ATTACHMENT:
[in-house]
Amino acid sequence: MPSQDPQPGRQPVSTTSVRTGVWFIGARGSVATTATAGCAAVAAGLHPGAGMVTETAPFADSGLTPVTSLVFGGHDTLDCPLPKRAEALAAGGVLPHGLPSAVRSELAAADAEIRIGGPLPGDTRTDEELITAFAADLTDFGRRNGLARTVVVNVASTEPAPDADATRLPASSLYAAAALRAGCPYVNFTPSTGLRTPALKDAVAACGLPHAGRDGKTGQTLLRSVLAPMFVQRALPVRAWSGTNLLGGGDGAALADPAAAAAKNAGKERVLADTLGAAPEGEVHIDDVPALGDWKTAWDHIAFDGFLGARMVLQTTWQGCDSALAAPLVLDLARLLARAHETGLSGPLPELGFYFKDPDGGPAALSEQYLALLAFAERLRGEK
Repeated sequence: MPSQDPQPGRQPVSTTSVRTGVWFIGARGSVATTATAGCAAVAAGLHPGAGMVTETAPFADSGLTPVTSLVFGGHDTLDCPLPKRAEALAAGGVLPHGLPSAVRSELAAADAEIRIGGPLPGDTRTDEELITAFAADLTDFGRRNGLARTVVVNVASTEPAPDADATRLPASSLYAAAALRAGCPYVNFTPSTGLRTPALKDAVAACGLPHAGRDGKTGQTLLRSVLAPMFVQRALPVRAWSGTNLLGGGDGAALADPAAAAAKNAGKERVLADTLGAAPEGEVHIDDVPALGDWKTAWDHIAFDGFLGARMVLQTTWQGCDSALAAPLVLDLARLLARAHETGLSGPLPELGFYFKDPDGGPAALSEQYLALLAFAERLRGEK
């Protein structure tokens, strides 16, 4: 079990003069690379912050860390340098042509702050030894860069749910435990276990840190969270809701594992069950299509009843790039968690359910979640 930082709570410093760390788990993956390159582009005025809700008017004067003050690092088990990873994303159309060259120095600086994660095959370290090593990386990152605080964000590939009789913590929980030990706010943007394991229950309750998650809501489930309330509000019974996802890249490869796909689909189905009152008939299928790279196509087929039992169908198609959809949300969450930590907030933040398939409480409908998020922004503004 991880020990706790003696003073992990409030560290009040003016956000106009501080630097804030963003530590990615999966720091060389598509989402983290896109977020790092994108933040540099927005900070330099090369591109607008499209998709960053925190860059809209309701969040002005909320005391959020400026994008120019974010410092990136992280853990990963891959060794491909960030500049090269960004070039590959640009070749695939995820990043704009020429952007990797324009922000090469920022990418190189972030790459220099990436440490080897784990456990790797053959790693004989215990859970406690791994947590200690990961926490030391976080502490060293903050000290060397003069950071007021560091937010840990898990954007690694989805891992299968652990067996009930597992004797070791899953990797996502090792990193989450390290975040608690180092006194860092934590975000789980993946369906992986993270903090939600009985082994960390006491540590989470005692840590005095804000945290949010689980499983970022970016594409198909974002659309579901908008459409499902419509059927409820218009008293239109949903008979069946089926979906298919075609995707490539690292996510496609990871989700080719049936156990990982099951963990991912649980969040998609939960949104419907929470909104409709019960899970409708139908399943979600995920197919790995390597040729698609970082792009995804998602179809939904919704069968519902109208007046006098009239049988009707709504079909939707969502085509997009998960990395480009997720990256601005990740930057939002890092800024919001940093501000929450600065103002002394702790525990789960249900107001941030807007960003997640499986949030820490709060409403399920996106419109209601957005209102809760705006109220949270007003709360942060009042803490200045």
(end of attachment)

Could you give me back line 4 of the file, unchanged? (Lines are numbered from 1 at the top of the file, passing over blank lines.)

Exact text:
């Protein structure tokens, strides 16, 4: 079990003069690379912050860390340098042509702050030894860069749910435990276990840190969270809701594992069950299509009843790039968690359910979640 930082709570410093760390788990993956390159582009005025809700008017004067003050690092088990990873994303159309060259120095600086994660095959370290090593990386990152605080964000590939009789913590929980030990706010943007394991229950309750998650809501489930309330509000019974996802890249490869796909689909189905009152008939299928790279196509087929039992169908198609959809949300969450930590907030933040398939409480409908998020922004503004 991880020990706790003696003073992990409030560290009040003016956000106009501080630097804030963003530590990615999966720091060389598509989402983290896109977020790092994108933040540099927005900070330099090369591109607008499209998709960053925190860059809209309701969040002005909320005391959020400026994008120019974010410092990136992280853990990963891959060794491909960030500049090269960004070039590959640009070749695939995820990043704009020429952007990797324009922000090469920022990418190189972030790459220099990436440490080897784990456990790797053959790693004989215990859970406690791994947590200690990961926490030391976080502490060293903050000290060397003069950071007021560091937010840990898990954007690694989805891992299968652990067996009930597992004797070791899953990797996502090792990193989450390290975040608690180092006194860092934590975000789980993946369906992986993270903090939600009985082994960390006491540590989470005692840590005095804000945290949010689980499983970022970016594409198909974002659309579901908008459409499902419509059927409820218009008293239109949903008979069946089926979906298919075609995707490539690292996510496609990871989700080719049936156990990982099951963990991912649980969040998609939960949104419907929470909104409709019960899970409708139908399943979600995920197919790995390597040729698609970082792009995804998602179809939904919704069968519902109208007046006098009239049988009707709504079909939707969502085509997009998960990395480009997720990256601005990740930057939002890092800024919001940093501000929450600065103002002394702790525990789960249900107001941030807007960003997640499986949030820490709060409403399920996106419109209601957005209102809760705006109220949270007003709360942060009042803490200045």